So we were never really satisfied with how jumping was in the game, and it was even more apparent when players gave us basically the same feedback (jumping felt off or not as responsive as they expected)
I looked around the good old internet about the subject (why reinvent the wheel right?) and found some interesting topics on the matter, especially from Kyle “Kpulv” Pulver
It seemed basically what others were doing.
We were using Unreal Engine 4’s basic Jump function:
And as with most of UE4’s default functions, they made it generic enough to be used in almost any genre (but most definitely derived from their FPS roots). In a game like ours we need a little bit more custom logic.
Here are some videos showcasing the issues:
Here's the level again:
In the last screenshot, you can clearly see the player hanging off the edge with no "ground" underneath due to the capsule collision for the character and geometry collision. This actually means the player can't jump normally.
So you remember how we read all those articles on the internet and they all said pretty much the same thing and I wasn't going to reinvent the wheel...well, that didn't happen. However, this is not actually the final iteration we will be doing on jumping.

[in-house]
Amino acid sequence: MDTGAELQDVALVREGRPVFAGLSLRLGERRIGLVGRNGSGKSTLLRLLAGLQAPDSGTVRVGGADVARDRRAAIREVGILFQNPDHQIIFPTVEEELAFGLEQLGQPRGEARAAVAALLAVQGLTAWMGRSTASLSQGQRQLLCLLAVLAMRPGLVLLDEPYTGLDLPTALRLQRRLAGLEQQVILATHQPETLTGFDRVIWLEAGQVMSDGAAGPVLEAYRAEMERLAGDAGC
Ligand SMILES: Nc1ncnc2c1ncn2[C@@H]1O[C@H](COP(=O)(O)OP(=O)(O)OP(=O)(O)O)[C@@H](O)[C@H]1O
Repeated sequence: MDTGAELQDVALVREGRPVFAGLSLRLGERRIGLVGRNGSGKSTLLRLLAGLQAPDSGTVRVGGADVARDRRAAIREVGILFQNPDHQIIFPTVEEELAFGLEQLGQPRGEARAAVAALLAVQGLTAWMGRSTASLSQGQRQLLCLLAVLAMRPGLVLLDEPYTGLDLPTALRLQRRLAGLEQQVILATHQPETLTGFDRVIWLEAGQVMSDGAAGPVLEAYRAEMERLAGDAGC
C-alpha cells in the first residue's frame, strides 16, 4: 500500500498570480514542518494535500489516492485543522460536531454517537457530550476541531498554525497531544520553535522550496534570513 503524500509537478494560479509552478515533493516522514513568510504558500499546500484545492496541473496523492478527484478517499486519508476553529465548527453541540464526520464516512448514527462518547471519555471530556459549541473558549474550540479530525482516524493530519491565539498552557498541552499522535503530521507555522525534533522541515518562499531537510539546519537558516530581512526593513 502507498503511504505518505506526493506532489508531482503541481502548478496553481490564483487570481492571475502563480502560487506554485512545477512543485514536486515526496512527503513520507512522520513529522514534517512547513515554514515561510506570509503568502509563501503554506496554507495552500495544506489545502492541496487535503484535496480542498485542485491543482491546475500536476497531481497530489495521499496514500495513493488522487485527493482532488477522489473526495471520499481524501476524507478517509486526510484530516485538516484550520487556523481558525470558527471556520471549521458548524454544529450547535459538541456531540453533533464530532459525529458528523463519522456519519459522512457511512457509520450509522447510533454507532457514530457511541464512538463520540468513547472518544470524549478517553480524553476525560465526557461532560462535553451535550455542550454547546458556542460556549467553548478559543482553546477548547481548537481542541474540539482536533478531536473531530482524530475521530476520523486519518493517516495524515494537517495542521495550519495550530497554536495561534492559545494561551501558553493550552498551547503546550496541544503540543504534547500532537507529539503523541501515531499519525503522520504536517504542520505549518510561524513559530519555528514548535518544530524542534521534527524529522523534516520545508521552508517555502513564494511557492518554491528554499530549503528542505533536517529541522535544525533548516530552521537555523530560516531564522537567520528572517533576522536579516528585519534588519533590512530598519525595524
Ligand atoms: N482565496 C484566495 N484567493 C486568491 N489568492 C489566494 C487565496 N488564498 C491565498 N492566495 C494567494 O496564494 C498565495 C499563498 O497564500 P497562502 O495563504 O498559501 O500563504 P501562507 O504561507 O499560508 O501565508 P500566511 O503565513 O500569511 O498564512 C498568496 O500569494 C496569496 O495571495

Instead of the input buffer or jumpgrace timer, I decided to see if I could do it simply by doing line traces around the bottom of the character to see if there was any ground to jump on. Specifically, I did three line traces (but the more I try to break it, I might go up to five next, two more in between).
What does this accomplish? Well, actually basically the same thing and a little more. Let's watch the video first:
Before, if you hit the edge of a platform from the front, there was no way you'd be able to do save yourself, basically it felt kinda crappy. Even with jump input buffer or grace period timers, you'd never be able to do that.
Also, if you pay attention to the videos, with the improved jump it’s much easier to chain jumps together.
So now, when jump is pressed, three line traces shoot out from under the character (simple float variable can extend the range, so easy to tweak) and we can give the players a little bit of leeway in regards to jumping.
Also, we use Launch Character instead of Jump but basically use the same settings from Character Movement Component.
I"m going to add two more line traces in between, and also going to try out a grace period for "ledge forgiveness" after all, that should take care of all variables.
Then push out the next version of the demo.
I only showed the 2D perspective since it's easier to gauge if things are better. It's just as good in 3D perspective as well. It's actually pretty satisfying chaining jumps all over the place. Also, I did allow a bit more air control so that's cool.
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